Philosophy of Language (Phil 471)

Philosophy of language concerns itself with the philosophical study of the  nature and function of language. Some of the central questions are, e.g., how language hooks up to the world—how words can refer to things, how words and sentences get meaning. We will discuss various philosophical theories about meaning and reference in general, as well as more specific investigations of the way reference works (descriptions, demonstratives, and proper names), logical form and grammatical form, and more complex problems arising in the context of propositional attitude (e.g., belief) reports.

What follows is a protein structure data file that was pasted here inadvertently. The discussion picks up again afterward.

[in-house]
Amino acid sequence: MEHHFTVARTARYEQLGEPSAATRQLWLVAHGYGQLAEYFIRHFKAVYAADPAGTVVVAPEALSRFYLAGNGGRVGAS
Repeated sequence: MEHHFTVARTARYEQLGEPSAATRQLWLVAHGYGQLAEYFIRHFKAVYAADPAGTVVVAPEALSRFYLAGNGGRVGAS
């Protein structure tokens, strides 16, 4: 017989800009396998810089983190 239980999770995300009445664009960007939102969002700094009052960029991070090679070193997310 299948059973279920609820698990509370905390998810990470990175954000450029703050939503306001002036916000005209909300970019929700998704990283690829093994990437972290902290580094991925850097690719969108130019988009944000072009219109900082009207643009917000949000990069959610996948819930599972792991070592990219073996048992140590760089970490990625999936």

Logic I (Phil 279) or Elementary Formal Logic (Phil 377) is a prerequisite for this course.

Required Texts

Peter Ludlow, ed., Readings in the Philosophy of Language. MIT Press, 1997.

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